The “Gaitway” to remaining injury free

Now before you call the Spelling Police on me, bear with me while I explain the reasoning behind today’s post ‘spelling mistake.’

I will be talking to you about … Gait Analysis *sense the dogs have been called off … phew!*

While I am not a fitness expert yet as I’m just starting on my journey to qualify as a Personal Trainer, I am reading loads as well as actually going through a lot of the topics I cover on my blog. With that being said, you should always seek the advice of a trained professional if you are unsure.

During the well documented ITB injury *groans from the regular readers of the blog; I know you’re all fed up of me going on about it now* it was advised that I go through gait analysis while going to physiotherapy and when I get new trainers as it was established that my beloved Lunars were the cause of the knee injury.

But what is Gait Analysis?

Gait analysis looks at your body’s movement (biomechanics) during running. It is commonly used to help athletes run more efficiently and to identify movement-related problems for people who have injuries. –

Bupa Health

This means that you walk and/or run on a treadmill and they look at how your feet land as you’re doing so, this can look at which part of the foot strikes the floor first and if the feet roll inward/outward/not at all. You’re usually asked to take your current running trainers with you to compare them with the trainers that would be recommended after analysis. And finally the sole of your foot is analysed in order to establish whether you have arches (which will be explained in more detail in a moment.)

If you find you have ‘a little twinge here or there from your feet up as far as your lower back, this could all be down to your footwear. I never knew any of this until I started my running journey, but didn’t really hit home until I spoke with my physiotherapist after I had injured myself. Here is a brief explanation of the foot.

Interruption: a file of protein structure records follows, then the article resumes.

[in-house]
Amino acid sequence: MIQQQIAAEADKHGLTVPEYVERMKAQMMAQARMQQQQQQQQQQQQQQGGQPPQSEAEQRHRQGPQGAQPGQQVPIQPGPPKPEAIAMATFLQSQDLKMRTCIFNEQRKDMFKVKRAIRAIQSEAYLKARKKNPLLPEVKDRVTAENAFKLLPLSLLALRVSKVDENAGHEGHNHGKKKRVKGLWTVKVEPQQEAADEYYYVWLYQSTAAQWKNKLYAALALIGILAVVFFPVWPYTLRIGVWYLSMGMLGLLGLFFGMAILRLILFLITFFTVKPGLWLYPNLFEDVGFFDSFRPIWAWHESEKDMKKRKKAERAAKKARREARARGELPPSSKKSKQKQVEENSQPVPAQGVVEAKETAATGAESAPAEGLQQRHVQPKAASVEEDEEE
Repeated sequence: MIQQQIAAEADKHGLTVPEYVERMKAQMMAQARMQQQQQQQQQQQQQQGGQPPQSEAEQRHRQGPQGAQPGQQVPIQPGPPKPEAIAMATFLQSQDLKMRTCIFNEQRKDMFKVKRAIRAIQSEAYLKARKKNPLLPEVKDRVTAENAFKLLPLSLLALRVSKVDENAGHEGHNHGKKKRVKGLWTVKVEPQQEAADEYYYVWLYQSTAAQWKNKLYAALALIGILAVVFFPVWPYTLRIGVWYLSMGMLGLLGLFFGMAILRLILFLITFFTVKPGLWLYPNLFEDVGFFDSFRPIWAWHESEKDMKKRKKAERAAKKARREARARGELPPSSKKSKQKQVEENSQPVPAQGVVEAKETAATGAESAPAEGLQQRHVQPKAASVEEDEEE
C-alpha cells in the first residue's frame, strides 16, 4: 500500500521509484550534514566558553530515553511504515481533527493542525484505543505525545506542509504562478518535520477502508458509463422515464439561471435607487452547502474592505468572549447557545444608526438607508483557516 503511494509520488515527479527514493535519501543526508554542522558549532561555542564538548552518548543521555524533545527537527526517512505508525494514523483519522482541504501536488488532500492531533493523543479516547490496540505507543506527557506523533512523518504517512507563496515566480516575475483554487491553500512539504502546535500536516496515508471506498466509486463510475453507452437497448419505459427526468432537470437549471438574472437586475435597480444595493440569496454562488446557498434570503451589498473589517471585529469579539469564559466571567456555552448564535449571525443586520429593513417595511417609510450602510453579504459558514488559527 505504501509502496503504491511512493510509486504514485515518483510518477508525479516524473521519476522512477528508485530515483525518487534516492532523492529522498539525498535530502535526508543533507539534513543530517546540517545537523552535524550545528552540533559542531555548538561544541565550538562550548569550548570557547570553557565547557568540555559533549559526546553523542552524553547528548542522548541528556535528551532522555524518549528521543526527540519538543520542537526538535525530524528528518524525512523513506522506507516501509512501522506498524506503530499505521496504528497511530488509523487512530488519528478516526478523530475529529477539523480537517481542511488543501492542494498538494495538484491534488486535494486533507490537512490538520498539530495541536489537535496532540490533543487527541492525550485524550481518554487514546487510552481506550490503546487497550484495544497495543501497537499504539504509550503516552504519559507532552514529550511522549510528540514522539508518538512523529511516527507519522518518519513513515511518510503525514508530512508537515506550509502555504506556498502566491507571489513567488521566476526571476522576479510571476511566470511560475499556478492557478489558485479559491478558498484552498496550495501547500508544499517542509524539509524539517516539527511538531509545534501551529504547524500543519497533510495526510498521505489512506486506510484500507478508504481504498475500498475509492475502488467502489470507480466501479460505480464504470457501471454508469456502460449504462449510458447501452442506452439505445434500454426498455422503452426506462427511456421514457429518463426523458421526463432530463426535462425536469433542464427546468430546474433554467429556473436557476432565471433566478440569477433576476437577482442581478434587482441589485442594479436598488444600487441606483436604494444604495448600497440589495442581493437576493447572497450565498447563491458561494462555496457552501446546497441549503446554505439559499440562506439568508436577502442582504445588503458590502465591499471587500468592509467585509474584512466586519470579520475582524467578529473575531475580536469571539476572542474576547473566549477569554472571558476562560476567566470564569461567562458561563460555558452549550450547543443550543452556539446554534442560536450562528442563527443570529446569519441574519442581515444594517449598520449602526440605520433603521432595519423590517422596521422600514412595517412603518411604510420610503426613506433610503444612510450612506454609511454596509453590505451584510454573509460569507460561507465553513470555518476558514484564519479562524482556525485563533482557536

Pronation – An explanation

Basic terms: How your feet turn as your foot lands on the floor as you walk/run. Now here are the various ways the feet turn in/out. I will be as simple as I can! (Not that you smarty pants readers need it, of course! *wink*)

  • Supination (Underpronation)Place your left hand palm faced down onto the table. Now arch a lot. Now try to roll your hand towards the right. Doesn’t go that far over, does it? This is what your feet are doing as they land on the ground as you walk/run. High arched foot, which doesn’t roll inward enough. You will be placing most of your weight on the outside of your foot. According to what I have found out you should look for shock absorption to reduce impact on your lower legs and back as stress fractures are higher.
  • Overpronation Place your left hand palm faced down onto the table. Now roll your hand towards the right. It should come over to the point where the outside of your hand is off the table, right? That is what your feet are doing as they land on the ground as you walk/run. The foot is either flat or has a very slight arch and this causes the foot to roll inward too much. The weight is mainly distributed to your big toe and puts stress on your knees and hips which causes the alignment to shift. Issues can also occur to the Achilles area of the foot. Stability at the Achilles and stability support in the arch area will make life much less pain free.
  • Neutral Luck you! You tend to strike the floor around the middle area of the foot or the outside of the heel which is evening out the weight across the whole of the foot. Give yourself a pat on the back and stop looking so smug!

While I was devastated that I had to buy a non Nike pair of trainers for the first time ever in my adult life (my Converse don’t count and I had a pair of Adidas gifted to me) I have *touch wood* been injury free and with pride swallowed I will have to continue to wear non Nike trainers. But I draw the line at my running shoes for now.

If you are unsure of what you need, any good store stocking running trainers will have Gait Analysis available. And again, always seek advice from trained physicians or physiotherapists if need be!

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5 thoughts on “The “Gaitway” to remaining injury free

  1. I’m going to get this done tomorrow afternoon as (shamefully) I never have. I take it I’d be better off going to a specialist retailer rather than just rocking up to Niketown (might have been my plan)?

    M

    • Both won’t hurt, Liss.

      Nike are just as good with analysis but where I’m mid pronated they were too flat for my feet/knees. There’s a running shop in Central called Marathon Store me thinks, have a Google and maybe go to both? x

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